“In The Reggae Studio” is one series on the Reggae Month events calendar highlighting the lives of practitioners. For this episode, the team sat with King Yellowman to ask about his career in the reggae industry. Yellowman was named Winston Foster after his birth in 1956.
“A born in a house, not a hospital”, started Yellowman, who described his childhood days as very hard. Not knowing his parents, Yellowman’s first knowledge of ‘home’ was at the Maxfield Park Children’s Home upon placement as an orphan. The reggae icon shared that the guardians at Maxfield Park Children’s home shared the story of his rescue from a garbage bin and taken to the home after that. Growing up in the children home was not all bad, he explained, since so many other children surrounded him. Describing the not so good experiences in the home, he said, “Most of the children dem became my friend, and when parents come to adopt them, and they leave me alone there, it gives me a bad feeling.”
Yellowman Discovers His Talent for Music
The reggae icon moved from one children’s home to another. He shared, “After leaving Maxfield Park Children Home, I went to another orphanage home, Swift-Purcell, in Highgate St. Mary (another approved school). From there, I go to Alpha Boys’ School. And from the Alpha Boys’ Home to Eventide Home.” While living at Eventide Home, he began developing a love for music.
The year was 1979 when Yellowman performed at Tastee Talent Competition. The performance would be Yellowman’s first major concert, and he successfully placed fourth. That year current household names such as Nadine Sutherland and Paul Blake entered the competition.
Journey To Develop A Music Career
During the journey to develop his music career as a singer, DJ and entertainer, Yellowman would go to several studios. “I used to go to the studio. Joe Gibbs, Channel One. The producers at the studio would turn him away. In light of this, Yellowman decided to enter the Tastee contest since this would bring him the attention needed to grow his career. The strategy worked as it “gave me a big boost, fi mek Producers start to come around.” He attracted the attention of big producers such as Gussie Clarke, Dynamic Sounds, George Pang, Henry ‘Junjo’ Laws and Randy’s (VP Records).
Through collaborations with local producers, such as the few named above, Yellowman released significant hits. Some of the more notable hits are “You Wrong To Send Come Call Me”, “Over Me”, “Eventide Fire”, and “I’m Getting Married”, to name a few. The velocity of Yellowman’s successful releases made him a household name. He became the most celebrated DJ at that time.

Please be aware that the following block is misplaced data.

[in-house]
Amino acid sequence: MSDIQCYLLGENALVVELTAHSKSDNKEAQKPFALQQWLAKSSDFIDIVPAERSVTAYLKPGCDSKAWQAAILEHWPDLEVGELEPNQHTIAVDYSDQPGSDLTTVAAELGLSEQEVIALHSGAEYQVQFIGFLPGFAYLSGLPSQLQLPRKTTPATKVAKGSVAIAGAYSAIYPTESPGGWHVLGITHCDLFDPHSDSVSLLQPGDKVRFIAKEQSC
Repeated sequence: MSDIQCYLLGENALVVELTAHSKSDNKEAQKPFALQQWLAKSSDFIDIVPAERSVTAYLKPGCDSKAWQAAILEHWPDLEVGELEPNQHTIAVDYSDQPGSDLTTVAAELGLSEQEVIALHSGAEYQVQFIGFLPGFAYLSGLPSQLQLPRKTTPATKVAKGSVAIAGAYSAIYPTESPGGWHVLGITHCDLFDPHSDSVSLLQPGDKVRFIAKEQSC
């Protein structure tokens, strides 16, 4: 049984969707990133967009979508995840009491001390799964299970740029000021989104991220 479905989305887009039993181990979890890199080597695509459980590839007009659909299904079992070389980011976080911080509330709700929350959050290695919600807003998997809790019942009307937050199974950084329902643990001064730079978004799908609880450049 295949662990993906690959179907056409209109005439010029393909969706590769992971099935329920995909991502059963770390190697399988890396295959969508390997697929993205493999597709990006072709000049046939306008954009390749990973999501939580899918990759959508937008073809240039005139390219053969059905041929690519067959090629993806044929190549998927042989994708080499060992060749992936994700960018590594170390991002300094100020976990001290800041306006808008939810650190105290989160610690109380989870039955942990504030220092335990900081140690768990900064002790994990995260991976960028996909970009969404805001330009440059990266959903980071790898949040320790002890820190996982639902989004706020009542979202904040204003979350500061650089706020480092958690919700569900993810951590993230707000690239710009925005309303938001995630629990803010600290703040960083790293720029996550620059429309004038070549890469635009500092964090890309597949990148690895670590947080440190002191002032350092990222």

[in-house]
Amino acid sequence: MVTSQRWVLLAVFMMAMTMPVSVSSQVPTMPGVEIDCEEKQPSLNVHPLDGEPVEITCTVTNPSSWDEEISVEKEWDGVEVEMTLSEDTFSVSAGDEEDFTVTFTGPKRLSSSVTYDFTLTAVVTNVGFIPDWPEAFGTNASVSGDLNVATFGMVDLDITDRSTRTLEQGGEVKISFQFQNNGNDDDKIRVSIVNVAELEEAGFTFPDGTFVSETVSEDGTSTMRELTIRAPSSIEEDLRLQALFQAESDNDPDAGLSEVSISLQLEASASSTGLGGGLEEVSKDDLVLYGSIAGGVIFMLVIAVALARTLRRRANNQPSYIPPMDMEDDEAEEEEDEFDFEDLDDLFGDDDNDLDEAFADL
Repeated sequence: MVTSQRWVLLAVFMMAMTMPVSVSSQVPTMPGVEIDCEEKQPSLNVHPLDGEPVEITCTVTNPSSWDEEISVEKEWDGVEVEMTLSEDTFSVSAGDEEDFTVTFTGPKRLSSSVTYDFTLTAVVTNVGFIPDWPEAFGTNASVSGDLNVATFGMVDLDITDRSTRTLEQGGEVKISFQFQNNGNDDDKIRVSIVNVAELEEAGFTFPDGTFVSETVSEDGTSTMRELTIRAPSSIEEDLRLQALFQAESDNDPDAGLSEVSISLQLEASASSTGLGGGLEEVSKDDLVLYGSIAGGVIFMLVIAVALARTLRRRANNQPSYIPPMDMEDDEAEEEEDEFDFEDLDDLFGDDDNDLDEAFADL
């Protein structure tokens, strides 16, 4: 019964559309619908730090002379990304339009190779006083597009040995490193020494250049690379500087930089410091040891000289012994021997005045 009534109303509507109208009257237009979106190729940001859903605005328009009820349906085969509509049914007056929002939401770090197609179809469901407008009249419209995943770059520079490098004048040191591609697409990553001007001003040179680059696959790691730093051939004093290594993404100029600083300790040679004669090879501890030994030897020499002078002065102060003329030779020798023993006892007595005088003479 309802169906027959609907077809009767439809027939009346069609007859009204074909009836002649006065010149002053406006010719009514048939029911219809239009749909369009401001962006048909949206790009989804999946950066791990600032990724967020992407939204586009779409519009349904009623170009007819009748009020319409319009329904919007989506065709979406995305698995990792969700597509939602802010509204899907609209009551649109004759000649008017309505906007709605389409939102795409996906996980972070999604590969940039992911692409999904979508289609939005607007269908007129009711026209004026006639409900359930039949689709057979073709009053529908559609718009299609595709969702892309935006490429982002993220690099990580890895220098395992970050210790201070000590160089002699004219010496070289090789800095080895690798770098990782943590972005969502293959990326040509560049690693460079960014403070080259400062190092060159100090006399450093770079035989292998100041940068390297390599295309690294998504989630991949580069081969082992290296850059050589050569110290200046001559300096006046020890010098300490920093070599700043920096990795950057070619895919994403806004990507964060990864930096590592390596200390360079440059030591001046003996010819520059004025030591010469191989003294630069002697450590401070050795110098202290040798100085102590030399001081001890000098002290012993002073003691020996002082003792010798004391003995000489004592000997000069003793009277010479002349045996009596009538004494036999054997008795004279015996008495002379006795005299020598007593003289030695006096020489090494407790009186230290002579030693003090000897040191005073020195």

It’s important to remember, Yellowman was the first Dancehall musician to sign with a big American label (Columbia Records). His debut album, Mister Yellowman, was released in 1982, followed by Zungguzungguguzungguzeng in 1983, an immediate hit. Upon signing with Columbia Records (now Sony Entertainment) in the 1980s, Yellowman began to see opportunities for an international career. He cited the reason for his music being ‘everlasting’ resulting from appealing to the feelings and thoughts of other people, which he infuses in his music.
Encouragement To Younger Artists
Yellowman believes that his popularity is most significant in Europe, the United States, Japan and Brazil. The largest concerts he’s performed at includes a 1982 concert held in London. Whereas in Jamaica, it has been Reggae Sunsplash.
The veteran artist had some nuggets for the younger artists. “You can’t hype on your own people, meaning your fans. They are the ones that buy your record and put you where you are.” Therefore, artists can never ignore and treat their fans with stand-off behaviours. They need always to remember that the fans allow them to be successful. He said, “People is people. Dem nuh betta than you, You nuh betta than them.” Artists should never forget that the fans love and respect them for their music and talent.
Yellowman continues to perform his craft with well-known dancing and jumping around the stage. He does not have a stop in sight.